Tuesday, June 25, 2024

From the Finnish perspective, NATO’s role in the Baltic Sea region is a stabilizing factor

By Timo Soini

Not so long ago, armed conflict between the states on the shores of the Baltic Sea was considered almost unimaginable. The thought of military conflict in the Baltic Sea region was like a distant echo from the past, an idea with no further relevance. The region was often presented as a model case for cooperative security, where prosperity and stability fostered cooperation between respective states and flourishing civil societies and businesses.

Indeed, this cooperative view of the region still predominates among the countries of the Nordic- Baltic Eight (NB8). In everyday encounters we cherish the multilevel cooperation in commerce, security, people-to-people contacts, our common institutional frameworks and our shared history. None of the NB8 states is an island isolated from the rest, a fact borne out by the unique and vulnerable environment of the Baltic Sea we all depend on.

Although interdependence and cooperation have not disappeared from the Baltic Sea region, the talk of cooperation and collective security seems to have given way to more alarmist talk of the Baltic Sea as a region of tension. This tension has been on the rise since the illegal annexation of Crimea and the war in Eastern Ukraine. It has become palpable in the reactions to military exercises, occasions of aerial and maritime encroachment and in various activities targeting hybrid influence. From time to time, we have witnessed dangerous shows of force; unfortunately, the risk of military conflict has re-emerged. The growing insecurity felt by the Baltic States led last year to adaptation and assurance measures by NATO. Air and sea patrols are to be increased and four battalions will be deployed to the Baltic States and Eastern Poland for the first time.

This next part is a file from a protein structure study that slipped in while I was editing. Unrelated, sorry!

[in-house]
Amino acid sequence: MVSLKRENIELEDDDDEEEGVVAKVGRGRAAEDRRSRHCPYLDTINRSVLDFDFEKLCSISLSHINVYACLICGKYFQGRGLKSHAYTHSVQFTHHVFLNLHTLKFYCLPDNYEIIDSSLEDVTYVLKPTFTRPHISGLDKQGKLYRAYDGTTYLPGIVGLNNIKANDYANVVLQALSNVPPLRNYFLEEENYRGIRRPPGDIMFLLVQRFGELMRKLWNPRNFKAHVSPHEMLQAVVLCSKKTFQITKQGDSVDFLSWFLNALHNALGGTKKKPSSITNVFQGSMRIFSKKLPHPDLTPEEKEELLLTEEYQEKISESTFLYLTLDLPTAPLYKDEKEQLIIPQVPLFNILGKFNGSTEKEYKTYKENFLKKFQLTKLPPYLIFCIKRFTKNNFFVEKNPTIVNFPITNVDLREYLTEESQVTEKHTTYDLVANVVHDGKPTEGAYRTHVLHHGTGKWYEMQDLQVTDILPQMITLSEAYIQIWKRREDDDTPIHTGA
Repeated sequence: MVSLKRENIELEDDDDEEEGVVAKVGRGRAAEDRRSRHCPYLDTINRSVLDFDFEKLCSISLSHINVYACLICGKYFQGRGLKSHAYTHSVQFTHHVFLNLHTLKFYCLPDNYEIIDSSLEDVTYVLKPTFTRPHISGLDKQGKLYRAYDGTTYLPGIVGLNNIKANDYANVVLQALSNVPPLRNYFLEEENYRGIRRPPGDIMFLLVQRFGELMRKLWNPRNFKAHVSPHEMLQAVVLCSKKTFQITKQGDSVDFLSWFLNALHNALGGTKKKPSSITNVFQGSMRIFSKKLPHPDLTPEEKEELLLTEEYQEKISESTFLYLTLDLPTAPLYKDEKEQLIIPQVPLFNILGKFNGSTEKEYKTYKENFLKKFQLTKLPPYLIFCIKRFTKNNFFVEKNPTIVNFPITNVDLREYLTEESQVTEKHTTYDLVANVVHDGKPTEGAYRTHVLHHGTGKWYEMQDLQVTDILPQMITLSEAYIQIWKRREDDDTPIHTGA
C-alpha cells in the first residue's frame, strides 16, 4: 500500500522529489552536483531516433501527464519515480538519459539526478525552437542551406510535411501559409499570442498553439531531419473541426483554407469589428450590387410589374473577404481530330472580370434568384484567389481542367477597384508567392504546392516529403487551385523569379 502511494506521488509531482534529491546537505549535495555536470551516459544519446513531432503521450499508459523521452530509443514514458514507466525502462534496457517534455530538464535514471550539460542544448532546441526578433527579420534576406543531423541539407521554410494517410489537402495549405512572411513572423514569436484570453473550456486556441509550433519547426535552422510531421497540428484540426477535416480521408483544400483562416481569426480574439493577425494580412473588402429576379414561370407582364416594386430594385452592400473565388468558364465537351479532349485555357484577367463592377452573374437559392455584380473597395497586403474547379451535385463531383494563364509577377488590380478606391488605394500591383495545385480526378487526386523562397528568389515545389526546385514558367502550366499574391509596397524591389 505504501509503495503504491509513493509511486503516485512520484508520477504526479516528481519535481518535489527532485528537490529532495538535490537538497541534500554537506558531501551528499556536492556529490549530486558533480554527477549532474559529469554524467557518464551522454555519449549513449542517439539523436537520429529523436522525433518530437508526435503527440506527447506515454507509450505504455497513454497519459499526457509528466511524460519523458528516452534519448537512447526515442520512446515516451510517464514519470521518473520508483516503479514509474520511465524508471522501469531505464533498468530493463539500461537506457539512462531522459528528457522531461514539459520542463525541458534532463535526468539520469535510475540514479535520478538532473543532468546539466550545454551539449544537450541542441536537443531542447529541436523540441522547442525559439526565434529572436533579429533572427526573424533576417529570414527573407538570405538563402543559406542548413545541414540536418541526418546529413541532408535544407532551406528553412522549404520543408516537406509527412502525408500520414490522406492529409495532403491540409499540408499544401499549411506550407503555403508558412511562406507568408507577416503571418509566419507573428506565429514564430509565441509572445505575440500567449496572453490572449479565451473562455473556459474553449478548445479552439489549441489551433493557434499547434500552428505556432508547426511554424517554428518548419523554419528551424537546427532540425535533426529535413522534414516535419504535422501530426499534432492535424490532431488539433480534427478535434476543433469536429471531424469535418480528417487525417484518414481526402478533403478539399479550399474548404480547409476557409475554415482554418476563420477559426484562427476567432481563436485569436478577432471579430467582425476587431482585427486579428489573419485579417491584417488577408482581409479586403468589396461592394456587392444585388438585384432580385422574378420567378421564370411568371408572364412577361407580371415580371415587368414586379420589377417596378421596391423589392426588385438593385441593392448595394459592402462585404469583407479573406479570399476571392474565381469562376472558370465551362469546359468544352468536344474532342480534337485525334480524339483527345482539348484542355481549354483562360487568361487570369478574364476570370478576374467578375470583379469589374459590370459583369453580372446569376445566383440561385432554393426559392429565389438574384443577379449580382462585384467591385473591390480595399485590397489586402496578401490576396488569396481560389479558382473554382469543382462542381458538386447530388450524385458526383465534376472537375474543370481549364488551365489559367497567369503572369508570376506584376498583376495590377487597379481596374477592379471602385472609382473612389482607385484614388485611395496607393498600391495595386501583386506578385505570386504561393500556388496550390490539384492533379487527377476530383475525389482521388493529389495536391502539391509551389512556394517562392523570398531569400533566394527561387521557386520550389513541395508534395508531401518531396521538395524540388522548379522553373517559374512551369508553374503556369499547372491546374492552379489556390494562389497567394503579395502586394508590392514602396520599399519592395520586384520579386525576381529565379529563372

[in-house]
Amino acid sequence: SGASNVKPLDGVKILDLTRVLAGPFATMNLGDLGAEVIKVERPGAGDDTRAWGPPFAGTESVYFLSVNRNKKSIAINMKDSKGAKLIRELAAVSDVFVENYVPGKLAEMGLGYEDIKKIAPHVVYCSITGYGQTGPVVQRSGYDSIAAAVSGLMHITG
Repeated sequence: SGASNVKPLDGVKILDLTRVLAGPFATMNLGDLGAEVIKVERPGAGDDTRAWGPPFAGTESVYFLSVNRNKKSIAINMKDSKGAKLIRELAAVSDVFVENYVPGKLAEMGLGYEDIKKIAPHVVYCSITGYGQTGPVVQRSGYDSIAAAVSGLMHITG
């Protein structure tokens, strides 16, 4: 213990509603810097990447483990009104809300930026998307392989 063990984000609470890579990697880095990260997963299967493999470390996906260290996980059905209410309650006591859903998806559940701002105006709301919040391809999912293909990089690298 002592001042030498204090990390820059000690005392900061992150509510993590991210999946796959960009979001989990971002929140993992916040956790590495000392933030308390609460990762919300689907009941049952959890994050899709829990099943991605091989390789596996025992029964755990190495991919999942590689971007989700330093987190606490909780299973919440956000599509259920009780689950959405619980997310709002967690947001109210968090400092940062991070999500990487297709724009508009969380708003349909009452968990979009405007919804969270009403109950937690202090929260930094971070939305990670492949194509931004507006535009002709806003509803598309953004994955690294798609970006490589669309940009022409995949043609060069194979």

Although the Ukrainian crisis has increased tensions in the Baltic Sea region, the differences between Russia and the other Baltic Sea states in their approach to regional security had been evident for quite some time. Indeed, it appears that Russia, unlike the NB8, views the Baltic Sea more from the traditional geopolitical perspective of gaining physical control over territory. While the NB8 pursues positive-sum efforts of multi-level interdependence, Russia disagrees with the notion that NATO is a strictly defensive alliance, arguing that it is out to reduce Russia’s security.

This is disappointing to the many who hoped that Russia would find a place in Europe as a partner in cooperation with the existing European structures and institutions: NATO, the EU, the OSCE and the Council of Europe. However, every state makes its own strategic choices that other states must respect, and adjust their own policies accordingly.

Adjusting to the strategic choices of Russia does not mean that the NB8 should abandon its cooperative approach and start thinking more geopolitically. On the contrary: it should increase its cooperation in areas prone to cause worry or insecurity. The NB8 needs strategic patience to stand by its collective values and work together in a consistent and coherent manner in order to strengthen its security and solidarity.

The NB8 should employ a threefold approach: it should increase defense cooperation, strengthen common action in countering non-traditional hybrid threats and – last but certainly not least – promote dialogue and confidencebuilding efforts with Russia, even if it strongly condemns Russia’s action in Ukraine.

  1. It is important to increase security and defense cooperation within the Baltic Sea region. From the Finnish perspective, NATO’s role in the Baltic Sea region is a stabilizing factor. The assurance and adaptation measures of the Readiness Action Plan are defensive and proportionate. These measures address the legitimate security concerns of the most vulnerable countries in the region.